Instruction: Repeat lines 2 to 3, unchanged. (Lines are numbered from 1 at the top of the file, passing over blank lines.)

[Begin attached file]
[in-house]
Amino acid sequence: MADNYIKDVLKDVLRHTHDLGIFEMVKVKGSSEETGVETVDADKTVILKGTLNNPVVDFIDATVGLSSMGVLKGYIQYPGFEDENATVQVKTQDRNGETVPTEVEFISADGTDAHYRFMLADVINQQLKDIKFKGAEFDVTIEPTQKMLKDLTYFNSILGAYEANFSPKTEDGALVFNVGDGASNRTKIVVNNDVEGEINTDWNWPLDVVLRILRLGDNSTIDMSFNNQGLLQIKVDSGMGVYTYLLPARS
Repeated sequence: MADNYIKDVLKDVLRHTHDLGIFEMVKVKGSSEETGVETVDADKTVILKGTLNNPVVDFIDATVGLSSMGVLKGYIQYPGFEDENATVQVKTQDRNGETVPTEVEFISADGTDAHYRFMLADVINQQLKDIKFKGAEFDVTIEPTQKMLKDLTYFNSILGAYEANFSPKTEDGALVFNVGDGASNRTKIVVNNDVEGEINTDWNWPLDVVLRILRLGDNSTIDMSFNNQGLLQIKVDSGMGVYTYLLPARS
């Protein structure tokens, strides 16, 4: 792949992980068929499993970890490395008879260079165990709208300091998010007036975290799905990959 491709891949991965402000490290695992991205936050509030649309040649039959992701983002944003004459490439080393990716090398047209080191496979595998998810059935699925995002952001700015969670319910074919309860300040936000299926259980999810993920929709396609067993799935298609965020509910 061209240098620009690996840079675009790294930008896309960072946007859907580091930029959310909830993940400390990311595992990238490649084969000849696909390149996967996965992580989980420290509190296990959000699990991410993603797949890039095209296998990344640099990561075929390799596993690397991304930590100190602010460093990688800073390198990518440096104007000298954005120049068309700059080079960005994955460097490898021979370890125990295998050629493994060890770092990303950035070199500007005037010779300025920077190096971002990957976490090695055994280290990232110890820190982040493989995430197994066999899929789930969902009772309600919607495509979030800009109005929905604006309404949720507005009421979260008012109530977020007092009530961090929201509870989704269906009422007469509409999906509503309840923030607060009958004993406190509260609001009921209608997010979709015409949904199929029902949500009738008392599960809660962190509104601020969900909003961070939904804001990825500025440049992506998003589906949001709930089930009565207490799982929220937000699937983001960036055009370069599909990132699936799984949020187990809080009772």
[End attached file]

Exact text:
Amino acid sequence: MADNYIKDVLKDVLRHTHDLGIFEMVKVKGSSEETGVETVDADKTVILKGTLNNPVVDFIDATVGLSSMGVLKGYIQYPGFEDENATVQVKTQDRNGETVPTEVEFISADGTDAHYRFMLADVINQQLKDIKFKGAEFDVTIEPTQKMLKDLTYFNSILGAYEANFSPKTEDGALVFNVGDGASNRTKIVVNNDVEGEINTDWNWPLDVVLRILRLGDNSTIDMSFNNQGLLQIKVDSGMGVYTYLLPARS
Repeated sequence: MADNYIKDVLKDVLRHTHDLGIFEMVKVKGSSEETGVETVDADKTVILKGTLNNPVVDFIDATVGLSSMGVLKGYIQYPGFEDENATVQVKTQDRNGETVPTEVEFISADGTDAHYRFMLADVINQQLKDIKFKGAEFDVTIEPTQKMLKDLTYFNSILGAYEANFSPKTEDGALVFNVGDGASNRTKIVVNNDVEGEINTDWNWPLDVVLRILRLGDNSTIDMSFNNQGLLQIKVDSGMGVYTYLLPARS